Rowman & Littlefield Publishers
Trim: 6 x 9⅜
978-0-7425-2026-4 • Hardback • March 2003 • $160.00 • (£123.00)
978-0-7425-2027-1 • Paperback • March 2003 • $53.00 • (£41.00)
978-0-585-45508-2 • eBook • September 2004 • $47.50 • (£37.00)
Joy James is a professor in the Africana Studies Department at Brown University.
Chapter 1 Prologue: "A New Declaration of Independence"
Chapter 3 Introduction
Part 4 I. Black Liberationists
Chapter 5 1. "Letter from Birmingham Jail" Martin Luther King, Jr.
Chapter 6 2. "The Ballot or the Bullet" Malcolm X
Chapter 7 3. "Political Prisoners, Prisons, and Black Liberation" Angela Y. Davis
Chapter 8 4. "Prison, Where is Thy Victory" Huey P. Newton
Chapter 9 5. "Towards the United Front" George Jackson
Chapter 10 6. "COINTELPRO and the Destruction of Black Leaders and Organizations" (Abridged) Dhoruba bin Wahad
Chapter 11 7. "On the Black Liberation Army" (Abridged) Jalil Muntaquim
Chapter 12 8. "July 4th Address" Assata Shakur
Chapter 13 9. "Coming of Age: A Black Revolutionary" Safiya Bukhari
Chapter 14 10. "An Updated History of the New Afrikan Prison Struggle" (Abridged) Sundiata Acoli
Chapter 15 11. "Anarchism and the Black Revolution" (Abridged) Lorenzo Komboa Ervin
Chapter 16 12. "Intellectuals and the Gallows" Mumia Abu-Jamal
Part 17 II. Internationalists and Anti-Imperialists
Chapter 18 13. "Genocide Waged Against the Black Nation" Mutulu Shakur, Anthony Bradshaw, Malik Dinguswa, Terry D. Long, Mark Cook, Adolfo Matos, and James Haskins
Chapter 19 14. "The Struggle for Status Under International Law" Marilyn Buck
Chapter 20 15. "White North American Political Prisoners" Rita Bo Brown
Chapter 21 16. "On Trial" (Abridged) Raymond Luc Levasseur
Chapter 22 17. "Letter to the Weathermen" Daniel J. Berrigan, S.J.
Chapter 23 18. "Maternal Convictions: A Mother Beats a Missile into a Plowshare" (Abridged) Michele Naar-Obed
Chapter 24 19. "Dykes and Fags Want to Know: Interview with Lesbian Political Prisoners" (with QUISP)" Linda Evans, Susan Rosenberg, and Laura Whitehorn
Chapter 25 20. "This Is Enough!" Jose Solis Jordan
Chapter 26 21. "Art of Liberation: A Vision of Freedom" Elizam Escobar
Chapter 27 22. "Violence and the State" Standing Deer
Chapter 28 23. "Inipi: Sweat Lodge" Leonard Peltier
Chapter 29 Epilogue: "Incommunicado: Dispatches From a Political Prisoner" A Poem by Marilyn Buck
Chapter 30 Appendix: Internet Sites
The notion of 'political prisoners' is not widely accepted in the United States, and yet this country has had them. This extraordinary collection brings us their voices, their ideas, which have been muffled too long. These writers see American society with an acute understanding that people on the outside have a hard time matching.
— Howard Zinn, author of A People's History of the United States and professor emeritus of Political Science, Boston University
The Jail is meant to be Cavernous, Bestial, Silence. Still the voices of imprisoned intellectuals leak out. Joy James' excellent volume demands our involvement in the struggle.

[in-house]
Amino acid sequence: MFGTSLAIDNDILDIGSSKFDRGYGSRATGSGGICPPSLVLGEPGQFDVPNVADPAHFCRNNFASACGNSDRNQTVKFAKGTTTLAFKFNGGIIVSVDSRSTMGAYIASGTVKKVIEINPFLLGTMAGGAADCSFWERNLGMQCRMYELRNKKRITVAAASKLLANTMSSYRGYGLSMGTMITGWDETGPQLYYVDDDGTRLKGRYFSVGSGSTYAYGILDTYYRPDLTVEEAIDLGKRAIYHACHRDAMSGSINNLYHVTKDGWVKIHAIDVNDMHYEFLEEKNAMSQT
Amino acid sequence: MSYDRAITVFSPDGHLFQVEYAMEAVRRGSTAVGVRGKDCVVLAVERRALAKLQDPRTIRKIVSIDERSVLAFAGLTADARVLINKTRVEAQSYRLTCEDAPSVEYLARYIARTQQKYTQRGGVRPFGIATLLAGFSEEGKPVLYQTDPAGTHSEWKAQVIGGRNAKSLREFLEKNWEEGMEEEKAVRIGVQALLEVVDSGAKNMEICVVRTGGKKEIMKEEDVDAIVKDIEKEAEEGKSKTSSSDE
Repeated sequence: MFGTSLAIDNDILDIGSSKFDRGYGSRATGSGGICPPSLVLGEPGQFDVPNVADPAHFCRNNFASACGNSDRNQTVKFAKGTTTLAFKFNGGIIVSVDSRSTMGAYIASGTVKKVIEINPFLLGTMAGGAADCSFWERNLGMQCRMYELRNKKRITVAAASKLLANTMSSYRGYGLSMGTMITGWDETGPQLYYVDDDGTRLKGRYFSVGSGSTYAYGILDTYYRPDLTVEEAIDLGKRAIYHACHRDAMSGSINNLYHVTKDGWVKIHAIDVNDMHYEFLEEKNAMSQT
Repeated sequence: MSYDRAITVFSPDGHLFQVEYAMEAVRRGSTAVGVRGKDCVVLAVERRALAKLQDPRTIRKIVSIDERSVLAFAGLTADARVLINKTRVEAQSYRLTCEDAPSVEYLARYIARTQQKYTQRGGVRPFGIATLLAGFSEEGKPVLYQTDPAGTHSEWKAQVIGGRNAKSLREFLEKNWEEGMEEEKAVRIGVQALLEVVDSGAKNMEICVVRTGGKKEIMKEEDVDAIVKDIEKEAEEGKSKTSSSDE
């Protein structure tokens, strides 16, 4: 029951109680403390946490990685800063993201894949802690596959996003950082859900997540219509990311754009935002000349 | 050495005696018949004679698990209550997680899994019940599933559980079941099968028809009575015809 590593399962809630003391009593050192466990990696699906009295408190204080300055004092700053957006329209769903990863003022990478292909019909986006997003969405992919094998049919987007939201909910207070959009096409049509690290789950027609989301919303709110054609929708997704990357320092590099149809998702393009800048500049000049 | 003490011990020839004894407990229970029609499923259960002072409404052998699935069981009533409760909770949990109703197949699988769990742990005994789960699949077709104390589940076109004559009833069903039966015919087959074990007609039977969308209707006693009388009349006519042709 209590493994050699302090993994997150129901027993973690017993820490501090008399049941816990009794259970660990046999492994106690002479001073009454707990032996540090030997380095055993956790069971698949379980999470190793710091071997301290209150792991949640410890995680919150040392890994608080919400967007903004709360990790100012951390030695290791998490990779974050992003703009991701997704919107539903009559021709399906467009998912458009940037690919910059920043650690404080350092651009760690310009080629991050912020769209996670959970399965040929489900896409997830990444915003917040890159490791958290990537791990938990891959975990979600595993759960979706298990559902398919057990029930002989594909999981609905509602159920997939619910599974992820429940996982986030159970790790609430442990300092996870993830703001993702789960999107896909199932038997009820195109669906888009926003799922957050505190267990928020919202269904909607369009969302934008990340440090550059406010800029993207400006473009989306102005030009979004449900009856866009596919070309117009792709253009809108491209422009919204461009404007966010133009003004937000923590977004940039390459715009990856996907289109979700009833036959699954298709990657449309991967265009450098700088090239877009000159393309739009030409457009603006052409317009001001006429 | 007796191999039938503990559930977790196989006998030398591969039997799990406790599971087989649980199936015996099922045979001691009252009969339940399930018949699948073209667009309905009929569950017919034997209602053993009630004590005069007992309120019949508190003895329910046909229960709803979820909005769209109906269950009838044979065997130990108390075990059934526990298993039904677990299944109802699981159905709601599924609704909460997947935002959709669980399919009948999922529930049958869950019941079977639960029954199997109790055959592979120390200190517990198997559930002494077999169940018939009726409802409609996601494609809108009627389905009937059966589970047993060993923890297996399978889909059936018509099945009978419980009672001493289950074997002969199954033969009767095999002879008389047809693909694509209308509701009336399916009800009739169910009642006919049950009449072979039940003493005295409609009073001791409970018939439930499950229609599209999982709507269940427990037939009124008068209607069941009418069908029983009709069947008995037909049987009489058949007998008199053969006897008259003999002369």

— Vijay Prashad, George and Martha Kellner Chair in South Asian History and Professor of International Studies, Trinity College, Hartford, Connecticut
An important collection. In these troubling times it is more important than ever to discover the subversive intellectualism of the incarcerated.
— Zillah Eisenstein
A unique and very significant contribution.
— Bettina Aptheker, University of California, Santa Cruz
A superb collection—both instructive and inspiring. Joy James is to be complimented for this book and for her thoughtful introductory essay.
— Dennis Brutus, poet and former political prisoner of South African Apartheid
In this extraordinary volume, James brings together the powerful voices of prison resistance, past and present, providing the intellectual foundations for a comparative approach to our understanding of criminal justice as a tool for political repression. Imprisoned Intellectuals creates a critical scholarly resource for interpreting criminal justice and its impact on race, gender, and class hierarchies of power.
— Manning Marable, M. Moran Weston/Black Alumni Council Professor of African-American Studies, Columbia University
A bracing, poignant, and finally edifying colloquy of voices whose power and eloquence speak nobly against the forces that unfairly imprison them. As this book makes clear, men and women unjustly imprisoned by the state may ultimately hold the key to our moral freedom through their courageous witness and brilliant analysis. In a society hell-bent on locking up some of its greatest citizens, Imprisoned Intellectuals is an inspiring intervention in a conversation that is critical to our very survival.
— Michael Eric Dyson, author of Open Mike: Reflections on Philosophy, Race, Sex, Culture, and Religion
The voices in Imprisoned Intellectuals tear apart common assumptions about the impossibility of resistance and survival.
— San Francisco Bay Guardian Literary Supplement
James's book reminds the reader about the preciousness and tenuousness of freedom and liberty ...
— James E. Smith, University of Wyoming